Airbus’s Silicon Valley outpost, A³, has launched a new project to find a fresh approach to air traffic management (ATM), taking into account all forms of traffic, including drones and air taxis.
Altiscope is a simulator built for evaluating ATM policy options and operational models that can enable all forms of airborne traffic in a wide range of geographies and jurisdictions.
With new initiatives underway for drone deliveries, autonomous air taxis and more, the number of vehicles in the air is projected to rapidly increase and current ATM systems cannot support these new levels of traffic.
In a new blog post, Karthik Balakrishnan, project executive at A³, explains: “Based in Silicon Valley, our team is already working on discrete projects with a variety of global organisations across the public and private sector on aspects like risk modelling and operational analysis.
“For example, we might evaluate how urban air mobility vehicles, cargo drones, and commercial aircraft interact in the vicinity of shipping and logistics hubs or explore rules demonstrating the safety and feasibility of utilizing UAS in rural areas for transporting medical aid. We’ll be gathering new data throughout the process so that what Altiscope can be used to accomplish evolves and expands.”
Traffic jam ahead
Using data from a variety of public and private sources, A³ estimates that by the year 2035, there will be between one and two orders of magnitude more aircraft in the sky, depending on jurisdiction, population density, geography, and economic needs. In real numbers, this means we will see several hundred vehicles ranging from delivery UAS and urban mobility, to remote sensing and high-altitude communications platforms in the skies above our cities. That’s in addition to more traditional airborne vehicles including commercial aircraft, general aviation, rotorcraft and sailplanes.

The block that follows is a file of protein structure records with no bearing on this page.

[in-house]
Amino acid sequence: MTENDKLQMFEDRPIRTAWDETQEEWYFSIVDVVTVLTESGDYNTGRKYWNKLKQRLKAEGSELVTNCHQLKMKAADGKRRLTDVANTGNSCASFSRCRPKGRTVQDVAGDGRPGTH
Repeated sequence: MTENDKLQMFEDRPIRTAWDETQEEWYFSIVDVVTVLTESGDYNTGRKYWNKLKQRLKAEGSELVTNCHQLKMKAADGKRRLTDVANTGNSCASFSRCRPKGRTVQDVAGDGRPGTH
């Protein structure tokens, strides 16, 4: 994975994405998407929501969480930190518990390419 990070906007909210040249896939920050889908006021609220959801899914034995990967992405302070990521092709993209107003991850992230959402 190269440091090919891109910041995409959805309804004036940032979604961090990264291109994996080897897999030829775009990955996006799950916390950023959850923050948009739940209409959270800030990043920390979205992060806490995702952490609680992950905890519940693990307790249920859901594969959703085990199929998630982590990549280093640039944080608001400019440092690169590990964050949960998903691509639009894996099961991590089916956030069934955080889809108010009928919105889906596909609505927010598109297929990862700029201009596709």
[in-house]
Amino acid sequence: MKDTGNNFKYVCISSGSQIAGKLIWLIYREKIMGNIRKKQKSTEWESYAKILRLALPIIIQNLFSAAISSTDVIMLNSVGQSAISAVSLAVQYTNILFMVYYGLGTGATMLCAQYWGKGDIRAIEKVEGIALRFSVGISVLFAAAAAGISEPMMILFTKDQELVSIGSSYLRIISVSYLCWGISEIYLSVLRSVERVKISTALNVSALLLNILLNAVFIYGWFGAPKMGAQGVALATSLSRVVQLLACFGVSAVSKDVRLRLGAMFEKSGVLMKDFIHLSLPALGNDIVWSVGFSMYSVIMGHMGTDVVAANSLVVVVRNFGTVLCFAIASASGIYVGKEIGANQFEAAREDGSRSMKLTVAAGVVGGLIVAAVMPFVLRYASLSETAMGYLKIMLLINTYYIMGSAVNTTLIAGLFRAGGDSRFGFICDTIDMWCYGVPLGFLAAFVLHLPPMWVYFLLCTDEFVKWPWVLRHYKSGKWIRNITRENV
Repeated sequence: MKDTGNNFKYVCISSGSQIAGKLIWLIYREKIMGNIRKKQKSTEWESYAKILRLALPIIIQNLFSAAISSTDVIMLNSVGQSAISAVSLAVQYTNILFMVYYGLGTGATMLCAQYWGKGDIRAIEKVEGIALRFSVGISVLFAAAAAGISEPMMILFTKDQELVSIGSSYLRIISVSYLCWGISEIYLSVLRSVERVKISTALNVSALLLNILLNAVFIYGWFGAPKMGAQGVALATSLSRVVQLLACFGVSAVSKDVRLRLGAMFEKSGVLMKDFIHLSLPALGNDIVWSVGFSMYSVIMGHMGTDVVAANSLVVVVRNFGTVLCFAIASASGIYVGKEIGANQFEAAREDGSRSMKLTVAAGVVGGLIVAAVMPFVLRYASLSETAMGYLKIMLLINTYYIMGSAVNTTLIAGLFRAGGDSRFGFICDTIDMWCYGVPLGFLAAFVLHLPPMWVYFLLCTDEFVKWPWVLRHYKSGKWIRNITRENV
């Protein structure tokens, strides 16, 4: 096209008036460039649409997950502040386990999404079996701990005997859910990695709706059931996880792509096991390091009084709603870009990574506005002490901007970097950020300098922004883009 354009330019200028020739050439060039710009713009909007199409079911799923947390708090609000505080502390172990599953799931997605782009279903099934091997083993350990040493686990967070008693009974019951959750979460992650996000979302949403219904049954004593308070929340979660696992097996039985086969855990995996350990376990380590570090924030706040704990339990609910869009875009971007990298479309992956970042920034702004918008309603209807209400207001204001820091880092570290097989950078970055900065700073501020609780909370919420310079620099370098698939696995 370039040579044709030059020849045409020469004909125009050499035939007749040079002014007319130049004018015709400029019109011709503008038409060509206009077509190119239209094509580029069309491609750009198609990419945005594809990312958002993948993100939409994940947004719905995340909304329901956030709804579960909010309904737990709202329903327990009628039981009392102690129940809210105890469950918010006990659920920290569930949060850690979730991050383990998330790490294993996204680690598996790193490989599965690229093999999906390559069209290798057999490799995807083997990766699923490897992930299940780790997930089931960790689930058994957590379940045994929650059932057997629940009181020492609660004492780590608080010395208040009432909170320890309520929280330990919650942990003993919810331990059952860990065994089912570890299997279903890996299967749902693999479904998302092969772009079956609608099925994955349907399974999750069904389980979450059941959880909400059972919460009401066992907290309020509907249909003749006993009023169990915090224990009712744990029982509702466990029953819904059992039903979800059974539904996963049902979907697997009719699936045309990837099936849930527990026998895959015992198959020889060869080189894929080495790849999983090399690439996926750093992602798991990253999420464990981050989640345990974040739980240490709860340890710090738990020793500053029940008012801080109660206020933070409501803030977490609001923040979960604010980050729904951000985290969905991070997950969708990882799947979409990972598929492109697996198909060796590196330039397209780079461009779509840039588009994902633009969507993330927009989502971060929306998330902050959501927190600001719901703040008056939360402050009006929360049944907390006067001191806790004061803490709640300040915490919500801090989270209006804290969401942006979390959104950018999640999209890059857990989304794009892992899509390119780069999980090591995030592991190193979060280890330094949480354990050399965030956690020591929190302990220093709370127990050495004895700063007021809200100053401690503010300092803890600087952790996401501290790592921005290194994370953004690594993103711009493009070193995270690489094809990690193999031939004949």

According to the FAA, there are about 5,000 aircraft in the U.S. airspace at any given time of day.
“This may seem manageable for now — but not when you consider the future UAS volume,” says Balakrishnan.
The image below shows the traffic over Paris on Sept 2 [data from FlightRadar 24].
This image shows new types of traffic over Paris in 2035, from Altiscope simulator output.
Images: Airbus A³.
A different approach
Balakrishnan says Altiscope brings a unique perspective to the table.
He says: “To start, we aren’t building an ATM system and we aren’t beholden to a specific policy, product or geography. Rather, Altiscope’s unique simulation framework is policy agnostic and globally relevant.”
He adds: “Other ATM efforts are making tremendous strides in this space, typically focused on a given set of operation and mission goals. On the other hand, we are focused on evaluating different options for the new rules of the air and aren’t specifically tied to any particular ATM architecture. We aim to create a framework that accounts for any type of aircraft operation, system, aircraft platform, geography and mission profile – without prioritizing one kind over another. Successful future airborne traffic management depends on a solution that is both flexible and scalable as yet-unimagined applications are developed and take flight.”
Balakrishnan concludes: “Plus, Altiscope is backed by Airbus and has access to the company’s international network. We are one phone call away from people working on every relevant domain to the future of air traffic management, from vehicles to operations and from safety to certification. Our efforts are complementary, but distinct given we’re rooted in Airbus’ Silicon Valley outpost, A³. We’re developing Altiscope in an open ecosystem using a small internal team to partner with the best minds around the world.”
Image: UAS mix over Bordeaux in 2035, from Altiscope simulator output [Airbus A³]